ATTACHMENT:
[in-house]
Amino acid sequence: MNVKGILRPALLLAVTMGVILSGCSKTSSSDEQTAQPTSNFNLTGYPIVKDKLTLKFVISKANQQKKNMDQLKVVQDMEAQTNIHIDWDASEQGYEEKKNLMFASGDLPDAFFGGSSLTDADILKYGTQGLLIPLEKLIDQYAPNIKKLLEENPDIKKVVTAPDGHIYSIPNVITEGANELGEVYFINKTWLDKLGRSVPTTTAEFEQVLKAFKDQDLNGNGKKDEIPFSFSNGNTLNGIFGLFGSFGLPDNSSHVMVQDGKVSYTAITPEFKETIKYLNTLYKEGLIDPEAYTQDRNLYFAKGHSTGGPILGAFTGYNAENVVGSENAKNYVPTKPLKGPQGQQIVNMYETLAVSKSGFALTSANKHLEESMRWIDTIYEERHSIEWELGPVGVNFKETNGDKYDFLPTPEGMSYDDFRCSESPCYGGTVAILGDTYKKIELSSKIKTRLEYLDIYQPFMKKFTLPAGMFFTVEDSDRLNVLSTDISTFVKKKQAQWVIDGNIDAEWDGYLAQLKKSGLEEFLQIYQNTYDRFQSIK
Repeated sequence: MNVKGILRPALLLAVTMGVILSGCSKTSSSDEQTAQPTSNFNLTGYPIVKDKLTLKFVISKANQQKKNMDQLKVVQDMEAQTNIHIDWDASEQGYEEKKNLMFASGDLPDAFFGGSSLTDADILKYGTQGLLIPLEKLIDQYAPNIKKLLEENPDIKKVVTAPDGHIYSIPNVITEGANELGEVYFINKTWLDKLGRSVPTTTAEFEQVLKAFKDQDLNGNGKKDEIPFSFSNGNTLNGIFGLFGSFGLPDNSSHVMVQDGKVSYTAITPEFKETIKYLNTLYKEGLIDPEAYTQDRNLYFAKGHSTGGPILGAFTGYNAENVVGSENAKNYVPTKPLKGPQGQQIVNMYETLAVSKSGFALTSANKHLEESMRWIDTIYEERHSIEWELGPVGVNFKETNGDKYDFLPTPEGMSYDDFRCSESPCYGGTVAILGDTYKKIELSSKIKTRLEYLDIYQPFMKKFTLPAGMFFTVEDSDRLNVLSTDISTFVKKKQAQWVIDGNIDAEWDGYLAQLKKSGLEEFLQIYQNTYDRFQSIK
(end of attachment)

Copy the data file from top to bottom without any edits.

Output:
[in-house]
Amino acid sequence: MNVKGILRPALLLAVTMGVILSGCSKTSSSDEQTAQPTSNFNLTGYPIVKDKLTLKFVISKANQQKKNMDQLKVVQDMEAQTNIHIDWDASEQGYEEKKNLMFASGDLPDAFFGGSSLTDADILKYGTQGLLIPLEKLIDQYAPNIKKLLEENPDIKKVVTAPDGHIYSIPNVITEGANELGEVYFINKTWLDKLGRSVPTTTAEFEQVLKAFKDQDLNGNGKKDEIPFSFSNGNTLNGIFGLFGSFGLPDNSSHVMVQDGKVSYTAITPEFKETIKYLNTLYKEGLIDPEAYTQDRNLYFAKGHSTGGPILGAFTGYNAENVVGSENAKNYVPTKPLKGPQGQQIVNMYETLAVSKSGFALTSANKHLEESMRWIDTIYEERHSIEWELGPVGVNFKETNGDKYDFLPTPEGMSYDDFRCSESPCYGGTVAILGDTYKKIELSSKIKTRLEYLDIYQPFMKKFTLPAGMFFTVEDSDRLNVLSTDISTFVKKKQAQWVIDGNIDAEWDGYLAQLKKSGLEEFLQIYQNTYDRFQSIK
Repeated sequence: MNVKGILRPALLLAVTMGVILSGCSKTSSSDEQTAQPTSNFNLTGYPIVKDKLTLKFVISKANQQKKNMDQLKVVQDMEAQTNIHIDWDASEQGYEEKKNLMFASGDLPDAFFGGSSLTDADILKYGTQGLLIPLEKLIDQYAPNIKKLLEENPDIKKVVTAPDGHIYSIPNVITEGANELGEVYFINKTWLDKLGRSVPTTTAEFEQVLKAFKDQDLNGNGKKDEIPFSFSNGNTLNGIFGLFGSFGLPDNSSHVMVQDGKVSYTAITPEFKETIKYLNTLYKEGLIDPEAYTQDRNLYFAKGHSTGGPILGAFTGYNAENVVGSENAKNYVPTKPLKGPQGQQIVNMYETLAVSKSGFALTSANKHLEESMRWIDTIYEERHSIEWELGPVGVNFKETNGDKYDFLPTPEGMSYDDFRCSESPCYGGTVAILGDTYKKIELSSKIKTRLEYLDIYQPFMKKFTLPAGMFFTVEDSDRLNVLSTDISTFVKKKQAQWVIDGNIDAEWDGYLAQLKKSGLEEFLQIYQNTYDRFQSIK